...
resultWriter.Close()
```

#### Arrays

An array is a collection of values. Each value must be of the same type, i.e., you can have an array of `Integer` values, an array of `String` values, an array of `Double` values, an array of `TextBox` values, an array of `RadioButton` values, etc. As with other variables you have to declare arrays and you do so with a `Dim` statement, e.g.,

```    Dim  scores(100) As Integer
```

The above code indicates we have a variable called scores and the last valid index is 100 — thus we have 101 values: `score(0)`, `score(1)`, `score(2)`, ..., `score(99)`, `score(100)`. In the declaration, the 100 is the last valid index or subscript. I typically ignore the 0th location. A subscript indicates which of the values you are using. Subscripts can be any expression that evaluates to an integer.

You use a subscripted variable just like any other variable—just be sure that you are using the particular value from the collection that you wish, i.e., that the subscript has the correct value. (You never, or almost never, use the collection variable without a subscript.) In our example (in the subroutine) we store a value in the array, then add that value to a sum, and we take care to increment the index/subscript so we don't put a new value in the same spot.

```    scores(i) = Val(scoreReader.ReadLine())
sum += scores(i)
i += 1
```

Once we have the values in the array, we can use them to do most anything we want. In our case we want to calculate the squares of the differences between each score and the mean and we later want to print the scores as part of our report.

```    For i = 1 To scoreCount
sum += (scores(i) - mean) ^ 2
Next
...
For i = 1 To scoreCount
resultWriter.WriteLine(scores(i).ToString)
Next
```

Remember that we used `Dim` to declare and indicate the size of the array. You can change that value while the program is running by using `Redim`. This allows us to make the array bigger if needed. If the array already have some values stored in it we would need to use `ReDim scores(scoreCount) Preserve`.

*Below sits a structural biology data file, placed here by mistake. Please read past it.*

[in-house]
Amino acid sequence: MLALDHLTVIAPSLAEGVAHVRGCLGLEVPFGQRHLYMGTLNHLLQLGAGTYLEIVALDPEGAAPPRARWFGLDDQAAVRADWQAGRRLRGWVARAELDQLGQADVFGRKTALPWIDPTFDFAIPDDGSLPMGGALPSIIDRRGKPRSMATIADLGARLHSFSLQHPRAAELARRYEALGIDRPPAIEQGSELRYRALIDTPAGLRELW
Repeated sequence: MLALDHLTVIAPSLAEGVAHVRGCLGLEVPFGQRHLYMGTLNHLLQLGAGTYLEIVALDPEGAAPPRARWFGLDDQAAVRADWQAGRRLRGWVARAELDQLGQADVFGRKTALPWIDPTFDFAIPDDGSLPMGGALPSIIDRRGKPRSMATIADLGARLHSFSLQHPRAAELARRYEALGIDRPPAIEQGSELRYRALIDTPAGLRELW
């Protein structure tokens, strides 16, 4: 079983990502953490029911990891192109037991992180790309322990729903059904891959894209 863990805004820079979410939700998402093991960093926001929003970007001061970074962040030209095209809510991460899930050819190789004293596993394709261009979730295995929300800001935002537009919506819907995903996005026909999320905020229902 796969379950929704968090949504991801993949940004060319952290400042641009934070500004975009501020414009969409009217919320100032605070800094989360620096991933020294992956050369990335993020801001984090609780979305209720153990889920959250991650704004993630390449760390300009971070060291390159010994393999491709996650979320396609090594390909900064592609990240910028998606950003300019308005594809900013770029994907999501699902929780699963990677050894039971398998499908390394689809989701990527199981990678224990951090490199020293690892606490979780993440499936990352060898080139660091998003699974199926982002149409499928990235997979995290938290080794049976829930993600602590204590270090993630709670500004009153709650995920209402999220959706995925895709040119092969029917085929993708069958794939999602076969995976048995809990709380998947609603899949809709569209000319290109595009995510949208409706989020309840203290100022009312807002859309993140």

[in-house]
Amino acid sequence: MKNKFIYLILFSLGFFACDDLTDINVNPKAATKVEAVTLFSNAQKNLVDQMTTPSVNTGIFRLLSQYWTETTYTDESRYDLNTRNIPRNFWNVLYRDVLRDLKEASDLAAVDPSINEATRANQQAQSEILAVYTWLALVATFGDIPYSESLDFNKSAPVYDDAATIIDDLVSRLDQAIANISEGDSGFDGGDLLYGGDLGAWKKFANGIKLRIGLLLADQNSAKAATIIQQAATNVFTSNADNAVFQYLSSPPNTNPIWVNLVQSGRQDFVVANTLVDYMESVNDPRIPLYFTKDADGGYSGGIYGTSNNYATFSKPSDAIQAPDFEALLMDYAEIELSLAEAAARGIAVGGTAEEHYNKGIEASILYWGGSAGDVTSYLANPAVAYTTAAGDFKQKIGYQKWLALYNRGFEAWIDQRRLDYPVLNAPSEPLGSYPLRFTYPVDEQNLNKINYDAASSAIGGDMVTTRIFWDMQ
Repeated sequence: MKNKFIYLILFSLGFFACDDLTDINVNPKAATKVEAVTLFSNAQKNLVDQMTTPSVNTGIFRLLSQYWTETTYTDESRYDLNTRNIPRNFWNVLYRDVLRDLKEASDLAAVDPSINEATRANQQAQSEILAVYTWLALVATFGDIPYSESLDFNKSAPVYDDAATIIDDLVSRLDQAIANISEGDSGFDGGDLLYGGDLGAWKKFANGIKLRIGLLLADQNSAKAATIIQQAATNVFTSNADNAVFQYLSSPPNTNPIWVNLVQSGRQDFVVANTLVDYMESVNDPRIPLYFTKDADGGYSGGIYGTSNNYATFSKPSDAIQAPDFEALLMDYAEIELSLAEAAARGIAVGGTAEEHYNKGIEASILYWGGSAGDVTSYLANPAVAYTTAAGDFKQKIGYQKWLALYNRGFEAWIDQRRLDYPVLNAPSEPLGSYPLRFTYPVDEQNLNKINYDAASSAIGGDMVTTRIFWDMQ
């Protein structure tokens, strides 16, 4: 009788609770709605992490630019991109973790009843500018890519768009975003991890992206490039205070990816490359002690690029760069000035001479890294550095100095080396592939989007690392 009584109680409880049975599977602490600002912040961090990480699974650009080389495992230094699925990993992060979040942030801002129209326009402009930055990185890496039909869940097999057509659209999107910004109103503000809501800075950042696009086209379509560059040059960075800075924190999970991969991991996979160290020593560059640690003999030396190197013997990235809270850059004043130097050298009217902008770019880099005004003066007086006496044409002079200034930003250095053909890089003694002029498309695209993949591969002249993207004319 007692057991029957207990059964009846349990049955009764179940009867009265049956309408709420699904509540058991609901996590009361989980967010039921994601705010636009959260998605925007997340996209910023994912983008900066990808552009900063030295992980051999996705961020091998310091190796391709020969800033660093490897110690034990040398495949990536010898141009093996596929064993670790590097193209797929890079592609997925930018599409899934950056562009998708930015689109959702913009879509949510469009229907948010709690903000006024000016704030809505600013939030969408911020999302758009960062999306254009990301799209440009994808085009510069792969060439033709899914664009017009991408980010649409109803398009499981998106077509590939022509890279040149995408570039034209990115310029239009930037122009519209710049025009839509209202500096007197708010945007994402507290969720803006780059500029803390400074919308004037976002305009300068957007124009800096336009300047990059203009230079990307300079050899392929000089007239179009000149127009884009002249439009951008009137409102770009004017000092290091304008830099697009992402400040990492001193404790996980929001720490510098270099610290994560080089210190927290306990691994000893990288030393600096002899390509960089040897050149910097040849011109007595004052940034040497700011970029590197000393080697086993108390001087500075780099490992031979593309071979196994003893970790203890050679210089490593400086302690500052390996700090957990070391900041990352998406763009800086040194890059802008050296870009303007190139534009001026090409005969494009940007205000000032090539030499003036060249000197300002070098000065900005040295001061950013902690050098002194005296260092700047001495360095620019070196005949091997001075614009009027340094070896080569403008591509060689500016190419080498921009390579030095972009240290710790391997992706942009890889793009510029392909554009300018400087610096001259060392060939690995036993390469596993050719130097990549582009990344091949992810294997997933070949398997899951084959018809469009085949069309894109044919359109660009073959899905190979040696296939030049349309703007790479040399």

```    scoreCount = Val(scoreReader.ReadLine())
If scoreCount > 100 Then     'increase array size if needed
ReDim scores(scoreCount)
End If
```

When you are processing an array of values you need to be careful to not go try to access a position in the array that is not there. Thus, there are two conditions that could cause the end of the repetition for reading the values in the array. We might have read the number of lines indicated in the first line in the file or we might have come to the end of the file. The `.EndOfStream` property will have either a value of true or false depending on whether there is no more data.

#### Modularization via Subroutines (& Functions)

We have been using subroutines in all our code, but the VB system automatically generated them for us when we clicked on a button in the form or on the form itself. When you create your own subroutines it is like writing a new instruction for the computer. You name the new instruction and tell the computer how to do it. For example, when I thought of doing this program the main part of the code seemed to consist of three tasks:  1) read the scores;  find the standard deviation;  3) report. In thinking about those things I knew that I had to store all the values in the array and that I would need to add them all up (to find the mean). I decided to do those two things at the same time instead of having two loops to do them separately. So, at the more abstract or general level my task was to:

```    ReadScoresAndCalculateMean()

CalculateStandardDeviation()

ReportResults()
```

Since that was the way I thought about the problem, I just left the solution that way and planned to create a subroutine for each of those tasks. That way (six months from now) I can easily see how I went about the problem in general and can still look at the details in the subroutines if I want to see more specifically how the problem was solved.

A subroutine can access data in three ways:

• local variable declared inside the subroutine
• values passed in as parameters
• class variables

Be careful when naming variables. If two variables have the same name, only the most local one can be used. That is usually what is wanted but not always.

One way to get a file of values is to create it with a text editor, then place it in the `bin | debug` folder. You could also use a spreadsheet to automatically generate your random numbers. You would then save the file as a `.csv` (comma separated values) file. (And still place in the the `bin | debug` folder.) Another alternative is to have your program generate the file. I added that capability to this program using a menu.